“John, several times now you’ve talked about being tired, wanting to sleep, and getting to bed at night. How is your energy these days?” Father Reed asked.

“Not good. I’m always tired. Things irritate me more easily, and everything weighs more. Also, when I don’t get enough sleep, I don’t exercise. And when I don’t exercise, I don’t eat properly either.”

“Do you think that your prayer, your tiredness, and the demands on your energy are in any way linked?”

John smiled wryly and said, “It seems pretty obvious, doesn’t it? Yes, I’m sure that they are.”

“Can you think of anything else that has changed in recent weeks that might make prayer harder?”

John reflected for a moment. “No, not really,” he said, “I think it comes down to being more tired.”

“If that’s so, what do you think might help you pray better?”

John laughed. “You don’t miss much, do you? If I got more sleep at night, it would help.”

“That sounds right to me,” Father Reed said, “and I don’t think we should assume deeper problems until we eliminate this one. The body is important in prayer, and proper care of it helps a great deal in the spiritual life. In a way, it’s encouraging that there is no serious problem in your relationship with the Lord and your prayer. Most likely, you just need a better rhythm of life. Because work and family are making more demands now, managing your time is even more important.”

John smiled. “I’ll give it a try,” he said, “and I’ll let you know how it goes.”

Yes, the spiritual life is easier when we take wise care of the body. If you struggle in the spiritual life, ask first: How is my physical energy? Do I get enough sleep? Do I exercise sufficiently? Does my diet sustain my energy? If the answers are positive, you may presume that spiritual struggles, should you experience them, arise from a different cause. But it is wise to ask these questions before you presume this.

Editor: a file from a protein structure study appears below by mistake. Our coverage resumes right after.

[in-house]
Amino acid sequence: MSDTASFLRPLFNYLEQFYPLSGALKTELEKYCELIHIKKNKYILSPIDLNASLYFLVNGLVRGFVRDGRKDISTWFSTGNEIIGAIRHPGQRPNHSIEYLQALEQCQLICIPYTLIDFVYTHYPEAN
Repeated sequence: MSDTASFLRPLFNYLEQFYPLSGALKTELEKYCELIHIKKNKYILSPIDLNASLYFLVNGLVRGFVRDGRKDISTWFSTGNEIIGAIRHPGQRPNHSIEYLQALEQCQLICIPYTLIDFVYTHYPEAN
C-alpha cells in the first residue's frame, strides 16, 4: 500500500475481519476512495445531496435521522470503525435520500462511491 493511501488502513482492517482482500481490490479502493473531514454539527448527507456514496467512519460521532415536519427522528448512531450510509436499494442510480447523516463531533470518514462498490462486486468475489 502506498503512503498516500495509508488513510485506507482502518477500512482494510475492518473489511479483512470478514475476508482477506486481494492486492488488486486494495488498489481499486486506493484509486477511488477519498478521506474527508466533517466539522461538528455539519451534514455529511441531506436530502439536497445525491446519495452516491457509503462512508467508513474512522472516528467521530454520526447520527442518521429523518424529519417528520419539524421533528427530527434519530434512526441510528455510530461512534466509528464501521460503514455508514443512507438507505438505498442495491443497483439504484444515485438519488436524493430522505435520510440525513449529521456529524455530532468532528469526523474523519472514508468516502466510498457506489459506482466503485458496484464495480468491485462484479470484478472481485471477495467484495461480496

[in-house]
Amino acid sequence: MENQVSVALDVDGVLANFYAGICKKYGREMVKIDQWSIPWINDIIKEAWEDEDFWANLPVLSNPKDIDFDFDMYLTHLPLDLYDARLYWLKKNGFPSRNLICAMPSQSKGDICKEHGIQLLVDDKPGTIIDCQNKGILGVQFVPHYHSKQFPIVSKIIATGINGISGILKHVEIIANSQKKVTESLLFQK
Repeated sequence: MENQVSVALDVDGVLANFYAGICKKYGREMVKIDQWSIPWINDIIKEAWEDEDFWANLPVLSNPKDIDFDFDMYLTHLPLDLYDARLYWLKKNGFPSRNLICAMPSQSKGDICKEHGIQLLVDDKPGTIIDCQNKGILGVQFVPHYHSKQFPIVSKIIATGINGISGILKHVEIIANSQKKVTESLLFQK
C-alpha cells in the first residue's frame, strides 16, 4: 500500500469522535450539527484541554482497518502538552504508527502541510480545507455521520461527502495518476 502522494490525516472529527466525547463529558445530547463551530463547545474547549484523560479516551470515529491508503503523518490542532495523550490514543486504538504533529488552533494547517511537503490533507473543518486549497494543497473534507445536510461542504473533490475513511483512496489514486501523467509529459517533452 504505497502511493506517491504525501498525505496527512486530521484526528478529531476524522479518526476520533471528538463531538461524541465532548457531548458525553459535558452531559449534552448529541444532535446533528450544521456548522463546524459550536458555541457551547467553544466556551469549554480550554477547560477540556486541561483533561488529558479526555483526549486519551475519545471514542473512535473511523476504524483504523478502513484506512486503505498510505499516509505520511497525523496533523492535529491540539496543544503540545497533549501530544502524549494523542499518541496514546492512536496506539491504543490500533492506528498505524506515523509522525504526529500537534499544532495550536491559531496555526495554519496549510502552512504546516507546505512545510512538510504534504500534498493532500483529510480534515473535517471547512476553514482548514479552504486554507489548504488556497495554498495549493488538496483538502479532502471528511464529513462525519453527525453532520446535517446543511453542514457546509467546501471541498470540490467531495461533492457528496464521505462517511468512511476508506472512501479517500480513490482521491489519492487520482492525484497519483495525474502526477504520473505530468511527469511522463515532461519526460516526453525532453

Sometimes, life simply makes demands on our energy. If John’s pace at work increases still more, if his wife’s illness grows more serious and long-lasting, if he himself faces physical issues, if the children’s needs increase, and the like, then his energy for prayer will be less. God never asks the impossible! John, or any one of us in similar circumstances, can only do our best to care for our energy. Such expenditures of energy, accepted out of love for our vocation—in this case, marriage and fatherhood—bring us closer to God, though our prayer may be more tired.

Even in such situations, however, God asks us to care for the body as best we can. And this will bless our prayer.

Saint Teresa of Avila writes, “Take care, then, of the body for the love of God, because at many times the body must serve the soul.” Take care of the body—why? For what reason? “For the love of God.” The soul needs the body. Prudent care of the body resolves many struggles in the spiritual life.

Like you, I have a daily rhythm of prayer. I chose it, and I adhere to it because I know its benefits. But some days—and I doubt I am alone in this!—I feel that “today, I just can’t do it.” What often solves this is exercise. I exercise, and then I am ready to pray. I want to pray. The problem never was lack of desire for prayer; it was lack of attention to a need of my physical humanity.

Years ago, when I made the Ignatian Spiritual Exercises, the Jesuit who guided my group said, “For many of us, having a spiritual life comes down to one thing: getting to bed on time.” Wise words!

In Ignatian terms, John’s issue is nonspiritual (that is, natural, human, physical) desolation (that is, heaviness of heart) caused by a diminishment of physical energy. The remedy is evident.


This article is adapted from a chapter in Struggles in the Spiritual Life by Fr. Timothy Gallagher, O.M.V. which is available from Sophia Institute Press.

Art for this post: Cover and featured image used with permission.